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A. Model Transformation

A. Model Transformation

In this research, the input of Use Case and Class diagrams are created using Visual Paradigm v. 8, that supports UML2 The diagrams created with Visual Paradigm can be exported in XMI-format files (.uml). Moreover, Visual Paradigm provides the feature that supports the insertion of descriptions into Use Case diagrams. The Use Case diagram with inserted descriptions will then be exported in XMI format (usecaseWithDesc.uml), and transformed to the target model (usecaseDesc.uml) with ATL transformation as shown in Fig. 6. A set of mapping rules is defined, together with the source metamodel of Use Case (Fig. 7) and the target metamodel of Use Case Description (Fig. 8) are created to support the ATL transformation process. Since the metamodel of Use Case Description is not defined as a standard of the OMG, the method how to build the UCD metamodel presented in [9] is adopted in this work.
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1.
													Generating test case by using use case object oriented approach

1. Generating test case by using use case object oriented approach

Use case scenarios are usually not executed in arbitrary orders. Some use case scenarios need to be executed before others. They may have <<extend>> and <<include>> dependencies as well as sequential dependencies which stem from the logic of the business process that the system supports. Hence, data comes in or goes out of the system through use cases. An actor gives input and receives output information through use cases. Thus, we can have dependencies and constraints between use cases for each actor. So use case diagrams can be ornamented with extra ad-hoc information to show relationships and dependencies among use cases of a system [11]. The Use Case formats described so far, are all versions of Use Case descriptions. Now we describe UML Use Case diagrams in detail. A more thorough description of UML Use Case diagrams can be found in (Fowler, 2003).
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Specification-Based Test Case Generation Using Dependency Diagrams

Specification-Based Test Case Generation Using Dependency Diagrams

Shanti and Kumar propose test case generation by means of UML sequence diagrams using genetic algorithms, offering the best test case path [9]. Liu and Huang propose a process and a set of rules for conflict analysis in class diagrams, which can reinforce requirements analysis tasks [15]. In [16], a framework for the automated generation of use case diagrams is proposed. By developing use case diagrams and activity diagrams, functional test cases are generated. Olajubu et.al [17] present work on automating the generation of test cases from software requirement models. They represent requirements using a modeling notation and automatically generate test cases using model to text transformation techniques.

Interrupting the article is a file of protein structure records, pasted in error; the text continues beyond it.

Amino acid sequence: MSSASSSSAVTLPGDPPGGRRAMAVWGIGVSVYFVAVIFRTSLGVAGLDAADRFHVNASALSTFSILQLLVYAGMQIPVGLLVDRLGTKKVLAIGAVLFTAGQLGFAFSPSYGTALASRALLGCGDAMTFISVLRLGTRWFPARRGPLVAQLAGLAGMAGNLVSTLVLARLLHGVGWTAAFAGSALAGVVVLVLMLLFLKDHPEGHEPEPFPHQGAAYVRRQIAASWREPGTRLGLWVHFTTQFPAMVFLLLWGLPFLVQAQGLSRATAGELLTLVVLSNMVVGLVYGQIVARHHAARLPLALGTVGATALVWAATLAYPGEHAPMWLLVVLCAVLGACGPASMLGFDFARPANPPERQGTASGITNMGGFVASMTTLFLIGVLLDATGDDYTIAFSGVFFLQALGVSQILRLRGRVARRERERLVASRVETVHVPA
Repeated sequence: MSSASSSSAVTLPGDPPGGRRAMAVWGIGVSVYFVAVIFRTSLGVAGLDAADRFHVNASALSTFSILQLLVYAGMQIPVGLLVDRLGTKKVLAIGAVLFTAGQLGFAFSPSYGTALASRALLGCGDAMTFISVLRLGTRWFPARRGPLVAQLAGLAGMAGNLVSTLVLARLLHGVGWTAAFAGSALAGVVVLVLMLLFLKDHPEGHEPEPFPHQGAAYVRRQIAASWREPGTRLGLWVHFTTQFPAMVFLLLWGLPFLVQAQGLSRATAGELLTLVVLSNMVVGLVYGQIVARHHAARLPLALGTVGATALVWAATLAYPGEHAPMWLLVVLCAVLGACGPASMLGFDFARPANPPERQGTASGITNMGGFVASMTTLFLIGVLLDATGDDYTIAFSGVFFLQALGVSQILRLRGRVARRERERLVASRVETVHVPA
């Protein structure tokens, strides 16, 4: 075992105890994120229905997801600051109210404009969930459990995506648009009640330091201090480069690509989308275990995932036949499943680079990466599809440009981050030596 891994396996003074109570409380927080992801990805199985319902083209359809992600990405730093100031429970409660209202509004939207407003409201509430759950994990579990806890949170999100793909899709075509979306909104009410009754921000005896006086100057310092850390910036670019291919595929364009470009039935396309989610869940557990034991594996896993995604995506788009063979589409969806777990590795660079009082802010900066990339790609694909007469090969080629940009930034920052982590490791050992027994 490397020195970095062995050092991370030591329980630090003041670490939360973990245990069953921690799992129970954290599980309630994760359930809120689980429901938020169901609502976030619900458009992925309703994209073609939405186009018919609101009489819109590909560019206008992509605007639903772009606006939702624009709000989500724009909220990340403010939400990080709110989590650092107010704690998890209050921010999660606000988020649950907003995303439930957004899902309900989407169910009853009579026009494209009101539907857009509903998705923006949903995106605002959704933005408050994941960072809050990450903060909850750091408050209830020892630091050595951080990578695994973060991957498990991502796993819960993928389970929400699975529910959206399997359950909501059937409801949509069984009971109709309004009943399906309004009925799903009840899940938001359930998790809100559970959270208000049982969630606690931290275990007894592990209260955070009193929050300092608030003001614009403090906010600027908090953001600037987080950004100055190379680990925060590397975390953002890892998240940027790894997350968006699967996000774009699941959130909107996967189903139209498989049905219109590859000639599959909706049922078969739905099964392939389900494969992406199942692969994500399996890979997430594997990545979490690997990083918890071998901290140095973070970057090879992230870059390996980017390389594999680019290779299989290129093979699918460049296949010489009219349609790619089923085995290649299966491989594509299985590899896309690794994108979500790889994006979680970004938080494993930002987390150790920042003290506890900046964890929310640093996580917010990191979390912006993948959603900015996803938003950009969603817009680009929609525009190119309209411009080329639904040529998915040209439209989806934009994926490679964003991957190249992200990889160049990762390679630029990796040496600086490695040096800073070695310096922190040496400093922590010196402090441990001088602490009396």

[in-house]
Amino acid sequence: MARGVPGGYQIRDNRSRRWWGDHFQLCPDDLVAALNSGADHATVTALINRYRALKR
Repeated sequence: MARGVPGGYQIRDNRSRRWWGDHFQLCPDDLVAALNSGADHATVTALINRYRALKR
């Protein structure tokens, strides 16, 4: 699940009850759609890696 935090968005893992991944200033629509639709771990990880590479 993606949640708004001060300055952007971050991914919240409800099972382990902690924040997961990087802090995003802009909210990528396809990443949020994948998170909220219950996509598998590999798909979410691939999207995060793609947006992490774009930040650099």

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Identifying vulnerabilities and critical requirements using criminal court proceedings

Identifying vulnerabilities and critical requirements using criminal court proceedings

To illustrate the benefit of refinement using “AND” and “OR” links, we separate the events “sell, transfer and use” into three anti-goals. The English conjunction “and” is logically ambiguous and can be interpreted as a logical disjunction [4, 5]. Thus, the analyst can create mitigating requirements for each event as if they occur independently. For example, one can prevent “use” by encrypting the information, assuming the threat agent does not have the means to decrypt the information. However, sales and transfers are not prevented or mitigated by encryption; thus another goal is required to prevent or mitigate these threats. This benefit, available in KAOS, of independently considering alternatives is required to diagram legal vulnerabilities and is not present in misuse cases diagrams. Alternatively, misuse case diagrams provide the “excludes” link, which we did not employ in this study, but which may be relevant in the analysis of other indictments.
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Identification and Check of Inconsistencies between UML Diagrams

Identification and Check of Inconsistencies between UML Diagrams